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Lindsey Chheng 1E
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Postby Lindsey Chheng 1E » Tue Feb 11, 2020 3:37 pm

Can someone please help me solve this question?

An ice cube of mass 50.0g at 0.0 Celsius is added to a glass containing 400.0 g of water at 45.0 Celsius. What is the final temperature of the system? Assume no heat is lost to the surroundings.

I know that ice is going through a phase change at 0.0 Celsius and it warms up to some final temperature and that I am supposed to use q(ice) = -q(water)

Thank you!

Posts: 149
Joined: Sat Sep 14, 2019 12:17 am

Re: 4C.13

Postby nicolely2F » Tue Feb 11, 2020 9:23 pm

You know that q(ice) = -q(water). Let's split that into two parts:

A) q(ice) = heat required by phase change + heat required by temperature change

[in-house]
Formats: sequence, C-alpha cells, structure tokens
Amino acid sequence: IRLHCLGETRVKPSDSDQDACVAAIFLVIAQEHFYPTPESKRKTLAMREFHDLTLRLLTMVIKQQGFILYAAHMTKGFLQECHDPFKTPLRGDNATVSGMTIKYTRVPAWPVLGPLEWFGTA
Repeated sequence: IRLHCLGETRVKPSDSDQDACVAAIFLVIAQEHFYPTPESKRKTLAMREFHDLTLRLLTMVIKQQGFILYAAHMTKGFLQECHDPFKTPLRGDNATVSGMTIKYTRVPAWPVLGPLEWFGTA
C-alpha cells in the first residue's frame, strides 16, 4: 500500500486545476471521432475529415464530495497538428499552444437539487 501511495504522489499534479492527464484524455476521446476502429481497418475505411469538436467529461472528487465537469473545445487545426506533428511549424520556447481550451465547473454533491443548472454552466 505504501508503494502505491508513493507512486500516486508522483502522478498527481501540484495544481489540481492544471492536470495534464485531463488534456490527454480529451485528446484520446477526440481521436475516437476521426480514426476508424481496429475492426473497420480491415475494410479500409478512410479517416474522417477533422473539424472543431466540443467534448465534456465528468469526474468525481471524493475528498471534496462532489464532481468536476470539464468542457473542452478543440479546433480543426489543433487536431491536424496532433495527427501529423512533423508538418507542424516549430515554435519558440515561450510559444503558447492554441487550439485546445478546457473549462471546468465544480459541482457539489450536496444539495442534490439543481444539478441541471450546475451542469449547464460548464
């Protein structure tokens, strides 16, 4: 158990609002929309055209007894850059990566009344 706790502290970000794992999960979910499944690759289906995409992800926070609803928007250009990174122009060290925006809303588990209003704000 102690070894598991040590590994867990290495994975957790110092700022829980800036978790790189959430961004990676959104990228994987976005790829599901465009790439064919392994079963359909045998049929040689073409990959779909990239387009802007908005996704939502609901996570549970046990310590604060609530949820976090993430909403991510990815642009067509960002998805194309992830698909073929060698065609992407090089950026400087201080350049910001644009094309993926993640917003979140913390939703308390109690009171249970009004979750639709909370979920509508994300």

q(ice) = n.∆H + m.c.∆T = (50 / 18).(6.01*10^3) + (50)(4.18)(Tf - 0)
> Here, 6.01*10^3 (the enthalpy of fusion of water per mole) is given in one of the tables of the textbook; (50 / 18) is to obtain the number of moles of ice; and (4.18) is the specific heat capacity of water per gram (which is why in "m.c.∆T" the ice cube's mass remains in grams). Tf is final temperature and 0 is initial temperature

B) -q(water) = energy lost by water
-q(water) = m.c.∆T = (400)(4.18)(Tf - 45)
> Here, 400 is the mass in grams, 4.18 the specific heat capacity, Tf the final temperature, and 45 the initial temperature.

Plug it all in, then use q(ice) = -q(water) to find Tf. Your result should be 31°C.

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